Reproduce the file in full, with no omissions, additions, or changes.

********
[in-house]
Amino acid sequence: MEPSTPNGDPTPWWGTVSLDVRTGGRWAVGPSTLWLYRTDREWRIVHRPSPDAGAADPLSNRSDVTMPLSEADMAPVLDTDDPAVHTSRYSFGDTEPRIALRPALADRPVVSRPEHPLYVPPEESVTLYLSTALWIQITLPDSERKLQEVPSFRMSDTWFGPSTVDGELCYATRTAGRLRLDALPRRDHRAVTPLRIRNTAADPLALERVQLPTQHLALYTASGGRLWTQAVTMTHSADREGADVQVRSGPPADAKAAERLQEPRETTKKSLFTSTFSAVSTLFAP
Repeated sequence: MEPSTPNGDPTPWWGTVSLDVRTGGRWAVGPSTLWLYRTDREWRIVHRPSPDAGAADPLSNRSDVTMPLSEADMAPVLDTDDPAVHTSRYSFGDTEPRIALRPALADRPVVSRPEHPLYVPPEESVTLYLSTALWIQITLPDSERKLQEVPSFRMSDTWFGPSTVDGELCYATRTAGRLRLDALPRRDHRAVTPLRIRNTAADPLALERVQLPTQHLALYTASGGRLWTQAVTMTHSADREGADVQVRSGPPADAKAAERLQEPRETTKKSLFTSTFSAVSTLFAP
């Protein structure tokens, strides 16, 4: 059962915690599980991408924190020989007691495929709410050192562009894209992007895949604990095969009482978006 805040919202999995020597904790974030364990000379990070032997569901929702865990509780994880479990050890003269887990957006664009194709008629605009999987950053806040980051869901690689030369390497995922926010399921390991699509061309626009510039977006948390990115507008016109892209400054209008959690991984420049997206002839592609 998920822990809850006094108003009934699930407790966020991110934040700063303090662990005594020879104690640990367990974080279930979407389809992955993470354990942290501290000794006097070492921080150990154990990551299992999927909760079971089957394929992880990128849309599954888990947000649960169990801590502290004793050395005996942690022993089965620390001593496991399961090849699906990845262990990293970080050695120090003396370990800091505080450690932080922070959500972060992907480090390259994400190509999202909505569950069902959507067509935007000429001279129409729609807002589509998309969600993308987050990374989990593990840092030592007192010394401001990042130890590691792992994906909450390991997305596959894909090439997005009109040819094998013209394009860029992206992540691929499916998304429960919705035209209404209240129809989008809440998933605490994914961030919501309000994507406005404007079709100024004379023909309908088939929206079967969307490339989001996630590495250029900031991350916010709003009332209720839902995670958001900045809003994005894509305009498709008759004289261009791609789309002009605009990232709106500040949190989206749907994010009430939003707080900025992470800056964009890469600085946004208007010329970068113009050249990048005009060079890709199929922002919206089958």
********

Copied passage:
[in-house]
Amino acid sequence: MEPSTPNGDPTPWWGTVSLDVRTGGRWAVGPSTLWLYRTDREWRIVHRPSPDAGAADPLSNRSDVTMPLSEADMAPVLDTDDPAVHTSRYSFGDTEPRIALRPALADRPVVSRPEHPLYVPPEESVTLYLSTALWIQITLPDSERKLQEVPSFRMSDTWFGPSTVDGELCYATRTAGRLRLDALPRRDHRAVTPLRIRNTAADPLALERVQLPTQHLALYTASGGRLWTQAVTMTHSADREGADVQVRSGPPADAKAAERLQEPRETTKKSLFTSTFSAVSTLFAP
Repeated sequence: MEPSTPNGDPTPWWGTVSLDVRTGGRWAVGPSTLWLYRTDREWRIVHRPSPDAGAADPLSNRSDVTMPLSEADMAPVLDTDDPAVHTSRYSFGDTEPRIALRPALADRPVVSRPEHPLYVPPEESVTLYLSTALWIQITLPDSERKLQEVPSFRMSDTWFGPSTVDGELCYATRTAGRLRLDALPRRDHRAVTPLRIRNTAADPLALERVQLPTQHLALYTASGGRLWTQAVTMTHSADREGADVQVRSGPPADAKAAERLQEPRETTKKSLFTSTFSAVSTLFAP
């Protein structure tokens, strides 16, 4: 059962915690599980991408924190020989007691495929709410050192562009894209992007895949604990095969009482978006 805040919202999995020597904790974030364990000379990070032997569901929702865990509780994880479990050890003269887990957006664009194709008629605009999987950053806040980051869901690689030369390497995922926010399921390991699509061309626009510039977006948390990115507008016109892209400054209008959690991984420049997206002839592609 998920822990809850006094108003009934699930407790966020991110934040700063303090662990005594020879104690640990367990974080279930979407389809992955993470354990942290501290000794006097070492921080150990154990990551299992999927909760079971089957394929992880990128849309599954888990947000649960169990801590502290004793050395005996942690022993089965620390001593496991399961090849699906990845262990990293970080050695120090003396370990800091505080450690932080922070959500972060992907480090390259994400190509999202909505569950069902959507067509935007000429001279129409729609807002589509998309969600993308987050990374989990593990840092030592007192010394401001990042130890590691792992994906909450390991997305596959894909090439997005009109040819094998013209394009860029992206992540691929499916998304429960919705035209209404209240129809989008809440998933605490994914961030919501309000994507406005404007079709100024004379023909309908088939929206079967969307490339989001996630590495250029900031991350916010709003009332209720839902995670958001900045809003994005894509305009498709008759004289261009791609789309002009605009990232709106500040949190989206749907994010009430939003707080900025992470800056964009890469600085946004208007010329970068113009050249990048005009060079890709199929922002919206089958």